Monday, November 29, 2004

the slow death of the greco-latin plural

A generation ago (or was it two?), Marshall McLuhan could write a book called The Medium is the Message, and most people then pluralized "medium" as "media."

A bunch of loan-words from Latin and Greek used to be pluralized with "a," since that's the way it was done in those languages (for some words).

But we can no longer make up our minds about whether media is singular or plural. So also with bacteria (when was the last time you heard someone refer to a bacterium?). And lots of people treat the Greek loan criteria as singular (though it used to be the plural of criterion), even to the extent that they've invented a new, English-friendly plural for it: criterias.

It used to be that you could count on the NY Times to be futzy about stuff like this, but it looks like they've given up:

[The scientists] hope that a better understanding of how Arctic climate has varied over the millenniums will help them project the implications of the region's recent warming trend . . . Read it all (registration required).
Millenniums? I guess you can't say millennia without infringing Mazda's trademark.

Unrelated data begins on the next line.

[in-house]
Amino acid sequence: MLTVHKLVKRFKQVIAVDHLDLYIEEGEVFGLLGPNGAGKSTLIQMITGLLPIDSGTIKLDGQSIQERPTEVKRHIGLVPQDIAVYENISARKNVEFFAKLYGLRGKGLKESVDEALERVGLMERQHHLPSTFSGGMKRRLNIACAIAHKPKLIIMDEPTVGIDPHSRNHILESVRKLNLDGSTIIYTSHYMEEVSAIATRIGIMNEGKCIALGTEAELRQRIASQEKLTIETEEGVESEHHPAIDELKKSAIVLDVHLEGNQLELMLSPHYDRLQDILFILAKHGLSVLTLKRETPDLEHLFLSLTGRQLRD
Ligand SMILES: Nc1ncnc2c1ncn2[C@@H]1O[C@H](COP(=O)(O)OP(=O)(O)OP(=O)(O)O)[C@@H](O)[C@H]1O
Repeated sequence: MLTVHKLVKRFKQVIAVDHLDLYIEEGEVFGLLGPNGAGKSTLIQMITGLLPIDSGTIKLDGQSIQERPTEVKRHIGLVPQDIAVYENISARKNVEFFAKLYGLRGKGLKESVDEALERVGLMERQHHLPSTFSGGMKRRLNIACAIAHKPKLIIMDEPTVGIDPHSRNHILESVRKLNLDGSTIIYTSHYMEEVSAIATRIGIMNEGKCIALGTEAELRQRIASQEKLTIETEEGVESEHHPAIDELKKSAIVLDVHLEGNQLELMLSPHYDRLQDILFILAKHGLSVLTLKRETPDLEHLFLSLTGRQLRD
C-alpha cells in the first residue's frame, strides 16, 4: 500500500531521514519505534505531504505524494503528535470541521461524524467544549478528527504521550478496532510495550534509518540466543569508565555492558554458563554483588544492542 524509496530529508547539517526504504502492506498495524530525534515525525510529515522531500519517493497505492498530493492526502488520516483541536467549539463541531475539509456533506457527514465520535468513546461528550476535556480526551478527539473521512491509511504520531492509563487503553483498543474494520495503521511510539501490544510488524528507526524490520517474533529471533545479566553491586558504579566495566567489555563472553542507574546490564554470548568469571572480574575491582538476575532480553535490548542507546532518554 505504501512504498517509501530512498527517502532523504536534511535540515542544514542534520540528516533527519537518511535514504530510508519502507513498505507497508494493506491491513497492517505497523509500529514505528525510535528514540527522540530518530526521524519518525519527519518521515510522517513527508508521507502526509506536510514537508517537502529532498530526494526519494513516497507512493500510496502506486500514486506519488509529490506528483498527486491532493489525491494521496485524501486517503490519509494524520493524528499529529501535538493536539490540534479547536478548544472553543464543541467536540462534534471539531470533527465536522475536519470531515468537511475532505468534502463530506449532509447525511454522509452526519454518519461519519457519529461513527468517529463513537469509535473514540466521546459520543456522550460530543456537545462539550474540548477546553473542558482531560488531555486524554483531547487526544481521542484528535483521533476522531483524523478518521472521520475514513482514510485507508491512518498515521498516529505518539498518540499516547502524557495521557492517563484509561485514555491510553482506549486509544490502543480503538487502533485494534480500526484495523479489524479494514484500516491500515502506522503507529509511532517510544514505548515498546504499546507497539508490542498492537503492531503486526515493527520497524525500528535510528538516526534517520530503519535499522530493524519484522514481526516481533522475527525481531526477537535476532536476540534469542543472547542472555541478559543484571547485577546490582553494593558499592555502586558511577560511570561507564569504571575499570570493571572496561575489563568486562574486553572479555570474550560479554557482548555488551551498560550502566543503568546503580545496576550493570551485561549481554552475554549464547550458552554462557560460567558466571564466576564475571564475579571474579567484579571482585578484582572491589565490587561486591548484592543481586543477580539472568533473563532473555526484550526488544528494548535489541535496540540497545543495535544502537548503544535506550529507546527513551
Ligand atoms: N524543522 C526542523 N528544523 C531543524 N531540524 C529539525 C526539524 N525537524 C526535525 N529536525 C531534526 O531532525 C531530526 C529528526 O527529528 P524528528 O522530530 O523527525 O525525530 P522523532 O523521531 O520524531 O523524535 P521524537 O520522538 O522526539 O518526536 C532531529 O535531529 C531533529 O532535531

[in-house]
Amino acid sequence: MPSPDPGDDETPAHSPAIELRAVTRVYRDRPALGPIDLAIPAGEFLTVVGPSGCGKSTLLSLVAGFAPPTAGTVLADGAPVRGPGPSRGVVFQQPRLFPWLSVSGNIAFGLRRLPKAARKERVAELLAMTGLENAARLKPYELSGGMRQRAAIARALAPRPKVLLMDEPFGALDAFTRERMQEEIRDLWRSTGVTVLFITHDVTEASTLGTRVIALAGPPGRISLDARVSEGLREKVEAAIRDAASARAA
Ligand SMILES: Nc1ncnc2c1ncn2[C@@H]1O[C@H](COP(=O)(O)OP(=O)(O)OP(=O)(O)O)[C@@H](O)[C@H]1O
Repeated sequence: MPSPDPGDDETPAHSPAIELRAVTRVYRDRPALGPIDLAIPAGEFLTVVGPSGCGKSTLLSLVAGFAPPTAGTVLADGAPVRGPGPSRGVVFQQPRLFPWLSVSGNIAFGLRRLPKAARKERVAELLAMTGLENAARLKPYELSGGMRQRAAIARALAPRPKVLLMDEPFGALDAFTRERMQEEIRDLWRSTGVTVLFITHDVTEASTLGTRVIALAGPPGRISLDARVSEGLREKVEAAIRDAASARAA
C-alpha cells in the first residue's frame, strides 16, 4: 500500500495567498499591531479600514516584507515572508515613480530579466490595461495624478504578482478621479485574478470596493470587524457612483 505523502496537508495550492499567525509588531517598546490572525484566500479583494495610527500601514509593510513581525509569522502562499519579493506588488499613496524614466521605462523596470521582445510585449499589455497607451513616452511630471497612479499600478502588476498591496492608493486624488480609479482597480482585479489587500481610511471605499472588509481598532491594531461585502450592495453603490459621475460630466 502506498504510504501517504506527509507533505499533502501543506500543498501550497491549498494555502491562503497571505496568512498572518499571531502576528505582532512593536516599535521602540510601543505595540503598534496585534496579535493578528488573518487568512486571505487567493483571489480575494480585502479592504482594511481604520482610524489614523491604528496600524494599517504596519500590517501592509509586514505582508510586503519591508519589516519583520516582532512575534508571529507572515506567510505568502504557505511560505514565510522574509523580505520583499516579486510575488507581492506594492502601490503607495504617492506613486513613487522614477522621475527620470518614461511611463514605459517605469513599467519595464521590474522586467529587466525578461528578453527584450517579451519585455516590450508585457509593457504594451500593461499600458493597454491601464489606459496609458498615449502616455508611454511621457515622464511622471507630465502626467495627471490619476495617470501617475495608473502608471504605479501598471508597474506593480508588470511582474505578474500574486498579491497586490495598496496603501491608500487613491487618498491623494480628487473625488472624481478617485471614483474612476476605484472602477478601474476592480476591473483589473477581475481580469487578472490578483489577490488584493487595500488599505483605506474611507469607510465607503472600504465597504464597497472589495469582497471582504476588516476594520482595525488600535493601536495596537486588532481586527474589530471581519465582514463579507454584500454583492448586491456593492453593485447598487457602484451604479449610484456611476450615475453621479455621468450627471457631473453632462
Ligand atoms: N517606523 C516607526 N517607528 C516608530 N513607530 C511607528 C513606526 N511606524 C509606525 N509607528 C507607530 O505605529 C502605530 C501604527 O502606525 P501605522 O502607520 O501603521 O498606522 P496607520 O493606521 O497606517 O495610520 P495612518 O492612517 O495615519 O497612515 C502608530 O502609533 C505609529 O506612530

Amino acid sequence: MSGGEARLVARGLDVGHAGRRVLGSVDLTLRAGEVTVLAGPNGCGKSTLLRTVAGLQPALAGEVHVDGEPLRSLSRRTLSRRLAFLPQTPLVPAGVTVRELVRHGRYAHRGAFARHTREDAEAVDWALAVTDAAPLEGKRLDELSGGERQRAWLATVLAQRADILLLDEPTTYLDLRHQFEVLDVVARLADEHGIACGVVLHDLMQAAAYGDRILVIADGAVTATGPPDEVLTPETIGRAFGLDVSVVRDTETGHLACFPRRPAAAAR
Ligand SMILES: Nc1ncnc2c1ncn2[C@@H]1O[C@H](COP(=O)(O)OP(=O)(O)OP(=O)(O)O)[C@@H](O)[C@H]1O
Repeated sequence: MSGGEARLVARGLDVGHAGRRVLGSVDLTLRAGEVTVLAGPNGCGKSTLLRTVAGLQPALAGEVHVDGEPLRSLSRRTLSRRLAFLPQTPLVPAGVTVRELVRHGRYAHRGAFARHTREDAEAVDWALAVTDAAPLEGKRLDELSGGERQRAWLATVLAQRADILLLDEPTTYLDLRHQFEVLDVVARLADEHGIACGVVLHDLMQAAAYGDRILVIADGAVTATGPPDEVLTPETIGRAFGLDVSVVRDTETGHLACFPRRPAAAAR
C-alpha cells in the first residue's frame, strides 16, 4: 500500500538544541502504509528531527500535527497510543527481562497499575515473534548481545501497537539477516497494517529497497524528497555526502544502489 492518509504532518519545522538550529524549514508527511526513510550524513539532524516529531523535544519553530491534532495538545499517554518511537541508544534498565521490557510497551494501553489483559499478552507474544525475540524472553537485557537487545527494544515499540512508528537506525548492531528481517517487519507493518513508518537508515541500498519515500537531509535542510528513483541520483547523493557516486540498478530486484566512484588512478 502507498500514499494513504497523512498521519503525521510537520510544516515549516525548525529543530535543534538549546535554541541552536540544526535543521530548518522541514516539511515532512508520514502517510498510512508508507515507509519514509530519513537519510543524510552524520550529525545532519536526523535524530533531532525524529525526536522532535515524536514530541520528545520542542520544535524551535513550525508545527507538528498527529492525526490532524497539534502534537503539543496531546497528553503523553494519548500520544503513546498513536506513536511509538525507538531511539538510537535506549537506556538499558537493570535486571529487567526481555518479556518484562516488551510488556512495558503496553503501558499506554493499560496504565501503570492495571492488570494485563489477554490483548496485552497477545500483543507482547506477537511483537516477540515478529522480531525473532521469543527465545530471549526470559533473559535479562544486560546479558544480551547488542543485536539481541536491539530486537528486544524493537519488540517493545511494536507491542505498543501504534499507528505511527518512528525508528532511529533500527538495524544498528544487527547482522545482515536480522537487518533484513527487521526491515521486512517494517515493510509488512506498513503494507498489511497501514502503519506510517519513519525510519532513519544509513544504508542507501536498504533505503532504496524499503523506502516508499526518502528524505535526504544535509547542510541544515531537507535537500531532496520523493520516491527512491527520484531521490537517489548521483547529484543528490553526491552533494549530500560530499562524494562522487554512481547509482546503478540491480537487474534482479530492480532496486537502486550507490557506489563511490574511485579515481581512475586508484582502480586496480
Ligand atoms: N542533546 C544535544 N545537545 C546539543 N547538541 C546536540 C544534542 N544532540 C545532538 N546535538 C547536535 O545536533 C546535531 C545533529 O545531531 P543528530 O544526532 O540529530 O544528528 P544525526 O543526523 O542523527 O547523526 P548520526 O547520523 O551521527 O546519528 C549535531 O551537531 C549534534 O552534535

Not that I'm complaining. I don't go around saying stadia or auditoria, though that's they way stadium and auditorium would be pluralized in Latin. And even though the Romans had a Colosseum, I don't mind going to the Greensboro Coliseum.

UPDATE: media (singular) has an English-ized plural, too: medias.

Google is a great resource for linguistic research into English as she is spoke!

5 comments:

Tim Worstall said...

Media? Stadia? Auditoria? Bacterium? There are still a few of us who (at least attempt) to get these things right. Can’t do the English crosswords if you forget these.
Of course it really all went wrong way back when, as CP Snow said about Television. It’s a combination of a greek root and a latin one, and no good will come of it.
Some of us also find more modern uses for old phrases as in:
http://timworstall.typepad.com/timworstall/2004/10/ceterum_censeo_.html

Pat said...
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Pat said...
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ukyank said...

Excellent topic, as an American living in the UK, I tend to come up against this issue often. What I usually say is, "language is an organic structure and consequently forced to change over time and use." Saying this does get me a lot of strange looks (people can't fathom the organic structure to verbiage) but it also leads to other interesting conversations.

PETRVS said...

I've heard someone (ok, me) say "criterium", thinking that this was the proper Latin singular...doh!

BTW, it's nice to find a fellow conservative in the Classics world. I'm a post-bac at UPenn and man is it liberal up here. Cura ut valeas!!